Or what if I got hyperbolic, and compared the U.S. government to Big Brother’s in “1984”? Obviously, that would imply that I think George Orwell’s dystopian novel was a work of historical non-fiction, correct?

          • If anything is not meant to be taken literally, it’s apocalypse. This is how the OT prophets can talk about things like God wiping out all the stars when Edom is defeated, even though no such thing ever happened.

            Likewise Jesus’ comments on the destruction of Jerusalem you mentioned. It’s not like the Flood in terms of covering the world with water – it’s like the Flood in terms of an unexpected disruption in a wicked world system that is just churning merrily along.

          • Surfnut

            ..This evening I was interested too in what you stated about Kurt Wise, whom I doubt would agree with your summary of his views. I may be wrong. But no matter. Let us hear him on the same passage of scripture that I offered our discussion this evening – strangely coincidental that I should come across these words in the British Guardian newspaper online- (Noticing you haven’t yet seen my other post yet, as it is not posted here; I assumed you are moderating). Here’s Kurt’s view on the coming Judgement:
            ‘..Wise imagines creation as “a beautiful painting or tapestry where each individual brushmark or thread is one aspect of the creation”. But on the apocalypse that awaits us he is unbending. “The Bible warns us: ‘As it was in the days of Noah, so it shall be – my coming.’ People are going to be wandering around on the planet when the Flood comes and they’re blown away. People are going to be eating and drinking and marrying and doing their thing, and the judgment is going to come.”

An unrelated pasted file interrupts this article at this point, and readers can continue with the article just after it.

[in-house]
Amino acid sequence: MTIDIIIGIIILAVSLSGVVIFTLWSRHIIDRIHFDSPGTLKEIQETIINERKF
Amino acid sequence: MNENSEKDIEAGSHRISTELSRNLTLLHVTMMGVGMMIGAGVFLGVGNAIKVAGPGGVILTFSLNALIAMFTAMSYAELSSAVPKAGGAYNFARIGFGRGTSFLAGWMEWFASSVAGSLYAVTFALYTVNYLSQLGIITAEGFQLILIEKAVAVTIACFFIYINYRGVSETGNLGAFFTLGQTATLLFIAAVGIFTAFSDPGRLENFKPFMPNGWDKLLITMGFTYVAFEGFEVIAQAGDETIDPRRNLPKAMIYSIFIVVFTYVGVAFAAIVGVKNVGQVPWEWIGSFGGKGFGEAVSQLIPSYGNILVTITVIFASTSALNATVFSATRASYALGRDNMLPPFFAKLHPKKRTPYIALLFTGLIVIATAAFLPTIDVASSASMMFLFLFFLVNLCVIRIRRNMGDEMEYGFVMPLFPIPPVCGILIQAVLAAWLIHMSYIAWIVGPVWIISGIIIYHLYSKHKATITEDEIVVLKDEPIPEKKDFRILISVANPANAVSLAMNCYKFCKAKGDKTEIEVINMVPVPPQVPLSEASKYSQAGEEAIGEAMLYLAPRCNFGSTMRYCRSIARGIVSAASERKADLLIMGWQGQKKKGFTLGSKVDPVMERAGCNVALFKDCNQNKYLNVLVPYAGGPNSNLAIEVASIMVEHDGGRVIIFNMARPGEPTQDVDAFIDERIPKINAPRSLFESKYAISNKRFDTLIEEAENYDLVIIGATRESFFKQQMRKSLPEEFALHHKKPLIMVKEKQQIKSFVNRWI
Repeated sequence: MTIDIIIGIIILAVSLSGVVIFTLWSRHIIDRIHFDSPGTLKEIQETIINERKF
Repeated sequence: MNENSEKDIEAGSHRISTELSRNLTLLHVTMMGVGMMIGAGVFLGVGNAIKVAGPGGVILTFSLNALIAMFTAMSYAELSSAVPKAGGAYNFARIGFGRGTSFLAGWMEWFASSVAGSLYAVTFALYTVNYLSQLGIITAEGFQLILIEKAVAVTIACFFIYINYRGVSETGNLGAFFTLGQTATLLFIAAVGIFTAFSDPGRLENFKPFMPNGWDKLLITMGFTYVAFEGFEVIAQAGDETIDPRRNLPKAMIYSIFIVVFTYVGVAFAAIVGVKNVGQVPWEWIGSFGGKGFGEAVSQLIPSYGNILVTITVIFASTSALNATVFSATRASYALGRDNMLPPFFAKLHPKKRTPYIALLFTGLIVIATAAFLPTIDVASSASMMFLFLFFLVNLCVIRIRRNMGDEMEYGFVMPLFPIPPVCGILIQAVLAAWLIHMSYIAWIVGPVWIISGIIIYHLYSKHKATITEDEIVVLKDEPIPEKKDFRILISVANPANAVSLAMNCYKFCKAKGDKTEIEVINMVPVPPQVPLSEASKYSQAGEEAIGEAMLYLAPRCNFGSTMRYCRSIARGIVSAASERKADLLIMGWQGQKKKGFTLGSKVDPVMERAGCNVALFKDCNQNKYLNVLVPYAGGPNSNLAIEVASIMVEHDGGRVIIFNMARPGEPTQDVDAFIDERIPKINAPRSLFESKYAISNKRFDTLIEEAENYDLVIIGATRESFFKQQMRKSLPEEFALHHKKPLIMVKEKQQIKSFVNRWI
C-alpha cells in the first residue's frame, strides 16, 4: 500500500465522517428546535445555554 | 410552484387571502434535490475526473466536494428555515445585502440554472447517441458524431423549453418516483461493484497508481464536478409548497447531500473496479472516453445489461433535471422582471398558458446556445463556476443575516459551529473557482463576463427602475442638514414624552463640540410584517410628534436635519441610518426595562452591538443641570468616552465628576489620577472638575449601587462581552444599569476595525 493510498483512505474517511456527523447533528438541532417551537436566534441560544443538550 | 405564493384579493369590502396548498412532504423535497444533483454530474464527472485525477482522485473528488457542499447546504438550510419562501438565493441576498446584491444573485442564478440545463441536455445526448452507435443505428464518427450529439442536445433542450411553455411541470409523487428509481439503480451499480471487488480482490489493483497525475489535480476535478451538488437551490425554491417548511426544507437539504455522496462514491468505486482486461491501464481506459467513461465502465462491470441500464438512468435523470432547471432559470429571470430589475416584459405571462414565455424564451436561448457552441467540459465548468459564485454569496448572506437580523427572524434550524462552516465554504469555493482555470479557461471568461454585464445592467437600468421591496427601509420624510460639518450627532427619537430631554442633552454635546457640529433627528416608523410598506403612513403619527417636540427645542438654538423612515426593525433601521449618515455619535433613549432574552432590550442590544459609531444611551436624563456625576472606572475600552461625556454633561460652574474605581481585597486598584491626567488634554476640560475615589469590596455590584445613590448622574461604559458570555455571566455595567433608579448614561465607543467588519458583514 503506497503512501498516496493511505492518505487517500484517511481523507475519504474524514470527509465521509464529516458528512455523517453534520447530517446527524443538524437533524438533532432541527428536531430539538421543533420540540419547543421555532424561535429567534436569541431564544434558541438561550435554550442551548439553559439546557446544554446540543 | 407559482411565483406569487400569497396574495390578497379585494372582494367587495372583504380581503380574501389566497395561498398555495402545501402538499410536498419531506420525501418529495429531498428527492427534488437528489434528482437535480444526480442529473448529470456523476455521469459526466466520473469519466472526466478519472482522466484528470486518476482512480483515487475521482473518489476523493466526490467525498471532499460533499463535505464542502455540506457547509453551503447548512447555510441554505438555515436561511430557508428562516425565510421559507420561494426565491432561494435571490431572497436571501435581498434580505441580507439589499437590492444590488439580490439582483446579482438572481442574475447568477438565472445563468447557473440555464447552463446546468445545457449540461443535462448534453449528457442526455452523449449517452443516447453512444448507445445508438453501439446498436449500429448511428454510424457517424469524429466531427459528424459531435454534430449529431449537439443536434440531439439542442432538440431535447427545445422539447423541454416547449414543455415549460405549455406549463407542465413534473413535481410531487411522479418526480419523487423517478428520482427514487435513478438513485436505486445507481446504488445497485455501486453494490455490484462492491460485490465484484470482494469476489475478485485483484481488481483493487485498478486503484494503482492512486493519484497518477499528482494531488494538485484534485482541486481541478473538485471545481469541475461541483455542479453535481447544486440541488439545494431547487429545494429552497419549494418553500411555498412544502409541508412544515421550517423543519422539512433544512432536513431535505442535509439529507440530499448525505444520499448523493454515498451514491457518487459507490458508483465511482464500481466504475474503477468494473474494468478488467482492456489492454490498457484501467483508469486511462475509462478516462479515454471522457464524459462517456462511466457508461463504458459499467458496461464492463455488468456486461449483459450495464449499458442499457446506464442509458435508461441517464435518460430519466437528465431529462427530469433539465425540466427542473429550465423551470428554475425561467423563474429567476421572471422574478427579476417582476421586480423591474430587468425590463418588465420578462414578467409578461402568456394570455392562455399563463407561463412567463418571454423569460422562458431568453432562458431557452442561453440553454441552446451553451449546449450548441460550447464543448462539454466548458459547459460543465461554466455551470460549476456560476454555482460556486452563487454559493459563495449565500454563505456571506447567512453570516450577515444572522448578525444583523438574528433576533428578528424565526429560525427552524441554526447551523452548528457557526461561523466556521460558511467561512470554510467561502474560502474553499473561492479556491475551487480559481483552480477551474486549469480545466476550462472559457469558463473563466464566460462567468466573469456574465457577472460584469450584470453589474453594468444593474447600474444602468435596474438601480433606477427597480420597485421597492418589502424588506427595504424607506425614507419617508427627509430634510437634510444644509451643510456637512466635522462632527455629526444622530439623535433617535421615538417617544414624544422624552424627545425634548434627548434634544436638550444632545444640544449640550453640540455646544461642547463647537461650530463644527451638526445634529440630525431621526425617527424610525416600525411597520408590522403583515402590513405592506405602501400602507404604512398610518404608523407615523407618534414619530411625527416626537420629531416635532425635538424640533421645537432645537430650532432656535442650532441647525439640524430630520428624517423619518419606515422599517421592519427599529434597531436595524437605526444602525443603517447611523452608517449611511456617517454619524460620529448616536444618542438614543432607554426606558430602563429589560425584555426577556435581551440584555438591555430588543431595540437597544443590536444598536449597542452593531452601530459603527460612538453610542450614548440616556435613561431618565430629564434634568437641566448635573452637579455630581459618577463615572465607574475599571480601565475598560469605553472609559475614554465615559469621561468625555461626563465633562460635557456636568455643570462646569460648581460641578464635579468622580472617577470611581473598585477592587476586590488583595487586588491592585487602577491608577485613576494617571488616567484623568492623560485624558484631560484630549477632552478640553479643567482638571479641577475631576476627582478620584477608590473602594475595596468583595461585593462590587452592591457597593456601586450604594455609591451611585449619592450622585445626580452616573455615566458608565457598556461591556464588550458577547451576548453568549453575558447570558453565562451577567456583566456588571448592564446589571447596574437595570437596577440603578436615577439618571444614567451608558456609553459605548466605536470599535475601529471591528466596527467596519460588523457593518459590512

http://www.theguardian.com/science/2009/feb/17/evolution-versus-creationism-science

            That was Kurt Wise in 2009 (and Jesus in approx 0033). I doubt if Kurt has revised his thinking against the plain words of Jesus.

            May God be with you, blessing you, enlightening you, and me, until we agree on the core message we should provide the World which needs to know about the creation and literal fall, as part of the Gospel message. I see no reason to revise the message of the literal Creation, Fall, and total water judgement, as of course, apart from being historically true, it points to the Saviour to come, as all of the Bible does, happily. The Bible is self authenticating. Good night Tyler. Blessings. S.